Voice Your Opinions, on All Available Platforms.  As Zack Scott, a student at Temple University, contends in The Temple News, “Writing opinions in the more traditional sense will always have its benefits and will never truly go away. . . . But there is absolutely no excuse for anyone to be avoiding letting their opinions be heard when the threshold for publication has never been so low. Whether through social media, blogs or even comment threads, you can publish your thoughts and people will actually read and be influenced by them. By any standard, that is incredible. And to not take advantage of it would be nothing short of irresponsible.”

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Recognize What You’ve Already Accomplished.  As Dennis Biles, a graduating senior at San Jose State University, writes in The Spartan Daily, “For those of you who are about to graduate and feel nervous about the next step, stop quivering in your boots of foreboding and realize you’re more prepared than you may think. Just getting through college, especially in today’s America, is a significant achievement in itself. . . . Going to college now is harder than at any time in the past. It’s more expensive and more challenging than anything your predecessors dealt with before … Take it from me, if you’re able to survive college you’re well prepared to survive the real world.”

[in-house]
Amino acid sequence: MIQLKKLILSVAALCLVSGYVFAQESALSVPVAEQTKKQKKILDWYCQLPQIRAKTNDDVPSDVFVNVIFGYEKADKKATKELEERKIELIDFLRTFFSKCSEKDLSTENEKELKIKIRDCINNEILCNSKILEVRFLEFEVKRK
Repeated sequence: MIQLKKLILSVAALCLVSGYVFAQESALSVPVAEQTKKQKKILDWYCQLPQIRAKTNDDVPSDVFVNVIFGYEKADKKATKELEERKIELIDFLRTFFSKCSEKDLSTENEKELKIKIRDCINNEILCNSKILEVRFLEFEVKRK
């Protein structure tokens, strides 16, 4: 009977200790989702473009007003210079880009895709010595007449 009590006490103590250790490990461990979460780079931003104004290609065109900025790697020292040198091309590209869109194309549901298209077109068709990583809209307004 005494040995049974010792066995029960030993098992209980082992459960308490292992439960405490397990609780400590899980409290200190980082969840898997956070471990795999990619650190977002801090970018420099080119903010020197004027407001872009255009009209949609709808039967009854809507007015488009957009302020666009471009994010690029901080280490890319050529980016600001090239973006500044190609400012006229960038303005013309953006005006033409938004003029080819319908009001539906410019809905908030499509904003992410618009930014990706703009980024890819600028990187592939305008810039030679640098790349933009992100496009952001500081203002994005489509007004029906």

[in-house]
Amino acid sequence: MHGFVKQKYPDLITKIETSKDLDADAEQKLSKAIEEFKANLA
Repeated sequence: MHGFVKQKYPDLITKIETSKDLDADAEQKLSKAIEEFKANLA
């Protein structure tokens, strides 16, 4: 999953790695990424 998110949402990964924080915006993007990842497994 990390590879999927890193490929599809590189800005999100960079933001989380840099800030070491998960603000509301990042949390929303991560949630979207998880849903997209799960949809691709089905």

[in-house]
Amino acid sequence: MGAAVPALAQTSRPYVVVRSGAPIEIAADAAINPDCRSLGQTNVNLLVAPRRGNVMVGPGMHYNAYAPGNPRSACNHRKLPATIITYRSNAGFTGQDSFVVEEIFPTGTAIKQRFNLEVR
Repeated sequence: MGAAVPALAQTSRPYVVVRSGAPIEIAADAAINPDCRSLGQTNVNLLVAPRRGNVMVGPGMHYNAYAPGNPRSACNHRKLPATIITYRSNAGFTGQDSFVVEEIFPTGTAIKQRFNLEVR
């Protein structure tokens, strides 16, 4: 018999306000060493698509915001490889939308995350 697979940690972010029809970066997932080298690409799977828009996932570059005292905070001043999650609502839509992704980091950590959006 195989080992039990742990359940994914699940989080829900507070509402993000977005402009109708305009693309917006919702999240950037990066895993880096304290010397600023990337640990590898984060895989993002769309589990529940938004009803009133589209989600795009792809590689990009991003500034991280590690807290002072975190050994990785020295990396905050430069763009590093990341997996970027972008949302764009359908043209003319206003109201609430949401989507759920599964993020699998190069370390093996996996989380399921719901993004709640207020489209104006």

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Admit Your Own Stupidity.  As A.J. Artis, a graduating senior at Emory University, notes in his final humor column for The Emory Wheel, “You can’t make fun of people for being stupid unless you admit that you are also stupid. No one has anything all figured out. And to mock someone for not having things figured out, without acknowledging your own lack of direction, is not funny. The best stories are the ones that secretly say, ‘I’m pathetic.’ If you want to be funny, hide your feelings or make fun of them. And of course, write on the toilet.”

As the academic year at last draws to a close and the Class of 2013 leaves campus for good, advice is everywhere– in commencement speeches, parent chats, and student newspaper columns.

Along with adults who supposedly know better, current upperclassmen and graduating seniors are offering endless words of wisdom to their student peers on making the most of the college experience and the post-grad transition.

Some of the advice published in student papers lately opines on big picture issues. Other tips touch on the small stuff. In respect to the latter, as The Badger Herald at the University of Wisconsin-Madison recently suggested, “Always carry cash. . . . Never let anyone drive your car. . . . [And] only date excellence.”